ne of my family’s favorite things to do during the holiday season is to drive around and look at Christmas lights and yard decorations. Armed with travel mugs full of coffee and hot chocolate, we drive from neighborhood to neighborhood as Aaron Neville’s Louisiana Christmas album plays in the background. What began several years ago as a way to kill time one evening has now become a family tradition. Not only do we look forward to our annual Christmas drive around town, we’ve also developed a highly scientific method of rating the lights and decorations in each yard. We rank each house based on the overall composition of lights and decorations. Of course our method is subjective – my personal pet peeve is one strand of blinky lights in the midst of a hedge of non-blinkers while my

husband dislikes blue LED lights and those plastic figures of Santa kneeling at the manger. Those gigantic inflatable snow globes really excite my son, especially if they contain ice-skating penguins. However, in an effort to recognize the sheer effort and monetary investment of homeowners, we always choose categorical winners such as “Most Decorations Per Square Foot” or “Your Yard is So Bright I Have to Wear My Sunglasses at Night.” I realize I’m risking my reputation by sharing this silly family tradition, but reflecting on this Christmas ritual has made me realize there might just be a deeper meaning behind my family’s Christmas light critiquing.

the lights something to illuminate. The house provides the setting for Santa and his sleigh and those white wooden reindeer that are ever so popular. What I’m really getting at here is the importance of place that our historic architecture provides.

Though it is effective any time of year, during the holidays our historic architectural settings make more lasting impressions in our minds. Whether you are caroling though a neighborhood of historic houses, Christmas shopping in local stores along your town’s revitalized Main Street, attending a holiday party in a historic home, participating in a candlelight tour of an antebellum plantation, or even driving around old neighborhoods looking at Christmas lights, the magic of the holiday season experienced in a historic setting can hardly be matched. So start a new family tradition this holiday season by attending an event at a historic site. Creating memories in historic settings will ensure that those treasured historic places are protected for future generations to enjoy.

It never fails, year after year we end our trek in the older neighborhoods of our city. Usually, our “winner” of the evening resides here where graceful swags of garland accentuate turned columns and wooden arches. Christmas trees glow from behind wood windows and the house looks alive with the Christmas spirit. In older neighborhoods, I can see the house behind the decorations because they are built up off the ground on piers. I realized that I value the house as a valuable part of the entire composition of Christmas lights. The house sets the backdrop for the decorations; it gives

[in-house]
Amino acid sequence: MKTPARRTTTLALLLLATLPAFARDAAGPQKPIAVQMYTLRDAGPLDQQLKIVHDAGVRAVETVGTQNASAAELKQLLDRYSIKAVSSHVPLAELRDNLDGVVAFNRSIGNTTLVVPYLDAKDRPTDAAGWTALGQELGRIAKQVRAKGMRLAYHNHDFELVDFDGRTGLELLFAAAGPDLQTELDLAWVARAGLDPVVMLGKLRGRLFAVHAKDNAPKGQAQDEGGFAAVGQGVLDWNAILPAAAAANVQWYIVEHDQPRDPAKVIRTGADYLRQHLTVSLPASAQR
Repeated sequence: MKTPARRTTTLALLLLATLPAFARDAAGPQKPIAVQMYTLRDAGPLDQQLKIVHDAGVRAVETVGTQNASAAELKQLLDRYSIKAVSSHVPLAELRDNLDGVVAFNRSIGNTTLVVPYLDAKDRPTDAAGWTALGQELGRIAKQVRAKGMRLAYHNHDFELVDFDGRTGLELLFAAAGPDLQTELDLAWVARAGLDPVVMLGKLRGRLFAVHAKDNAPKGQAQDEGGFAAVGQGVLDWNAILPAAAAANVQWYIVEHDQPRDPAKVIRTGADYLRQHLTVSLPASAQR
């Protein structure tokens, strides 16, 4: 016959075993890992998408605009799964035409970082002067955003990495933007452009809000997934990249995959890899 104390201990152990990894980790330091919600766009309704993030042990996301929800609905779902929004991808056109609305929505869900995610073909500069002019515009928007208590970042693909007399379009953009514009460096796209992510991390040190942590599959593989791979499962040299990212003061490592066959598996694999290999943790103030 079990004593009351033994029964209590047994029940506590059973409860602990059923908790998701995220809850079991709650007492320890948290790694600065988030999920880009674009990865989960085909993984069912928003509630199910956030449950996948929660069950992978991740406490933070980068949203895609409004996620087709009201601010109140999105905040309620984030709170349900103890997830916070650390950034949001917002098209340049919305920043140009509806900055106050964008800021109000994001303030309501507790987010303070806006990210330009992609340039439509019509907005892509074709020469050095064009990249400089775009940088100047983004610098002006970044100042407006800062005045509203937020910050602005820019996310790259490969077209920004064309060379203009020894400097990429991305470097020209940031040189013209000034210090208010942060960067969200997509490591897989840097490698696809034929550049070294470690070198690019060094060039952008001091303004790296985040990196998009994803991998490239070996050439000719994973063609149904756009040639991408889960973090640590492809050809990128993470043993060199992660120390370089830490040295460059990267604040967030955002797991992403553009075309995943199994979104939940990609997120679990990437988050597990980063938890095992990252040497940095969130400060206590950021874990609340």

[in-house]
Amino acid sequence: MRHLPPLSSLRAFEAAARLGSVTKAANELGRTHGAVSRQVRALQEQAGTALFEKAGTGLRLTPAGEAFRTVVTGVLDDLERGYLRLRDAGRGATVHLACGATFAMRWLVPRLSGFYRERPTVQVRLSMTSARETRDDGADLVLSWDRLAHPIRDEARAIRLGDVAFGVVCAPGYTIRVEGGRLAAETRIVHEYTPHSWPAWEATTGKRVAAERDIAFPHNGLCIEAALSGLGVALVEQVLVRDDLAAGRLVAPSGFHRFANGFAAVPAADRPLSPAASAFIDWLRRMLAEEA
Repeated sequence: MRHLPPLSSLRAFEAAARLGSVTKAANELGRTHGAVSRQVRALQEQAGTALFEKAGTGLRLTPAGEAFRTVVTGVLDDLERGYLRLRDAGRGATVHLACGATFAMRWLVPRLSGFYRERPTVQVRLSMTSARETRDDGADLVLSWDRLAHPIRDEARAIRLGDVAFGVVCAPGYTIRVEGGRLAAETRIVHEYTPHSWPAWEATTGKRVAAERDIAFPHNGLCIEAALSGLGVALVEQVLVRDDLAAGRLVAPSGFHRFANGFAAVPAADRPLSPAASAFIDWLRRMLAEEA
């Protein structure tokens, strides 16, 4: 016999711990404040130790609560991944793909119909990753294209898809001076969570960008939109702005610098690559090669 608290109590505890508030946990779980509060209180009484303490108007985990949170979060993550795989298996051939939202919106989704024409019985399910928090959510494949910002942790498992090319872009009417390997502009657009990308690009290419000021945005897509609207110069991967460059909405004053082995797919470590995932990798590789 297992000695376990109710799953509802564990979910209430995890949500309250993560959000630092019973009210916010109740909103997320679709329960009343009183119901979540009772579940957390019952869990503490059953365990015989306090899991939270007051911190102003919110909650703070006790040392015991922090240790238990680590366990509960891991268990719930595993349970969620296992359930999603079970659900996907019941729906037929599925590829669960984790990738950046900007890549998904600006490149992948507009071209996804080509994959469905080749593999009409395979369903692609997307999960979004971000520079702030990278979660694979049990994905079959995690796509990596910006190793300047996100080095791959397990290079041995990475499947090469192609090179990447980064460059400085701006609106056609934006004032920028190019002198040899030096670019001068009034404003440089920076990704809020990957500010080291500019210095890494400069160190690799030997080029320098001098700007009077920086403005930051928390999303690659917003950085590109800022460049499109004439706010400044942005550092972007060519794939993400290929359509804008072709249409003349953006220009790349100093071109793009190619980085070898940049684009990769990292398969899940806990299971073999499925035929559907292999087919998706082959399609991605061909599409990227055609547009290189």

Lose Weight for FREE with YouTube. A NEW ERA OF TECHNOLOGY IS MAKING AMERICA FATTER. use your computer for more than just pointing and clicking.

written by Kelsi Guidry



re you ready to lose some weight? Although some of us may set a weight loss goal for ourselves, there are still some things that are holding us back. One of the largest factors that are holding many people back at the moment is likely to be money. Yes, money is one of the reasons that many individuals do not want to dedicate themselves to certain goals they are trying to achieve, especially a weight loss goal of any kind. Most people relate losing weight with gym membership, driving to a workout spot, purchasing pricy workout videos, and maybe even purchasing nicer workout clothes so you do not stick out like a sore thumb amongst the veterans. However, all of these things are not at all needed when it comes to losing weight. If you want to lose weight and need to keep a close eye on your budget in these tough economic times, I am here to tell you that you do not need to spend a single extra penny to do so. If you already have access to the internet in your home and you can visit good ‘ole YouTube, you have direct access to everything you need to start losing weight  RIGHT NOW.

advanced. I have added Habits” which is what you QR codes to most of the should search for on  videos I mention. These codes can be scanned with a  FREE  QR Code reader on your mobile phone. When you scan the code, you will be taken straight to the actual video right on your phone while reading this article.

YouTube. Click on the video by Howcast to learn what it takes and visit some of the others while there as well.

The QR Code Reader “Scan” is good for iPhone, and “Mobiletag” for Blackberry. Search for QR Code Readers on Google if you do not have one of these two phones.

Next part of your nutrition is actually cooking. Most of your meals and snacks should be around 300 calories. Utilize YouTube to find videos by searching for “Low Calorie Recipe” and  “300 Calorie Meals”  to find a bunch of different videos. I’m not going to give you a certain one because everyone likes different types of foods.

You are going to want to start off by searching YouTube for “General Exercise Warm-Up”  which will lead you to a simple 3 minute general warmup. You may also browse around for other  “Exercise Warm up routines”  to get you started. Once you are warm, continue your warm up by performing a  “5-Minute Stretch Routine”. The video by DietHealth is a very good video to follow for your stretching. All in all, your warm up and stretching should take no more than 10 Minutes.